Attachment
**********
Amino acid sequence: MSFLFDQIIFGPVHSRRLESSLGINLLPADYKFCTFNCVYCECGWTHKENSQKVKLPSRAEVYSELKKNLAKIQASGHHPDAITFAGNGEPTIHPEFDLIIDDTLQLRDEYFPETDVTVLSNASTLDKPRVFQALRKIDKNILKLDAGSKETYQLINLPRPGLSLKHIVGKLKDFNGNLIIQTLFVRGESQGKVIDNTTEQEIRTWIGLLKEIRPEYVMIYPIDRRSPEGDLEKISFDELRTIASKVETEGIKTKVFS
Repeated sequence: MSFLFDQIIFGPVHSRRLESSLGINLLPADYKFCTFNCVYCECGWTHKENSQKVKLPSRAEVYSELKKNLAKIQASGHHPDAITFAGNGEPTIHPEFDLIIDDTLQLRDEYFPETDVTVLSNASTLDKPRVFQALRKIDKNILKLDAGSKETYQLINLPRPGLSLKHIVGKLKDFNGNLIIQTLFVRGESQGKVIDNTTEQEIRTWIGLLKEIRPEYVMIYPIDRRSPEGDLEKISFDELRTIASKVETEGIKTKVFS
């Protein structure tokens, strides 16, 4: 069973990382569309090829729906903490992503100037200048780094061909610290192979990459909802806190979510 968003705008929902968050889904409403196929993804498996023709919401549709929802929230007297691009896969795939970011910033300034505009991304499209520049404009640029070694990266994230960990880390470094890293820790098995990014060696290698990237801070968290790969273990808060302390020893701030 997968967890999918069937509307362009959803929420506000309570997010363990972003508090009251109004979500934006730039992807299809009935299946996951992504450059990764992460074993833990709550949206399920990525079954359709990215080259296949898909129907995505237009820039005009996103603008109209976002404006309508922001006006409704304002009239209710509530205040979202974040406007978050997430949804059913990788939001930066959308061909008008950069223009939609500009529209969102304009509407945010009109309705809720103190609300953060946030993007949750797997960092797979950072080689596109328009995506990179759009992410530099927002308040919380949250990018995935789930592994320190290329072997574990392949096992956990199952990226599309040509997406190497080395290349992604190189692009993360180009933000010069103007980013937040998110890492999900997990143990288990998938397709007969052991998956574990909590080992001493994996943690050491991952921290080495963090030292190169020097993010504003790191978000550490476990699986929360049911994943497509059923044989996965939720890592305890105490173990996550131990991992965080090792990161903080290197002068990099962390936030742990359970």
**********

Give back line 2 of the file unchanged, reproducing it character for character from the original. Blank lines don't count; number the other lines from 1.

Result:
Repeated sequence: MSFLFDQIIFGPVHSRRLESSLGINLLPADYKFCTFNCVYCECGWTHKENSQKVKLPSRAEVYSELKKNLAKIQASGHHPDAITFAGNGEPTIHPEFDLIIDDTLQLRDEYFPETDVTVLSNASTLDKPRVFQALRKIDKNILKLDAGSKETYQLINLPRPGLSLKHIVGKLKDFNGNLIIQTLFVRGESQGKVIDNTTEQEIRTWIGLLKEIRPEYVMIYPIDRRSPEGDLEKISFDELRTIASKVETEGIKTKVFS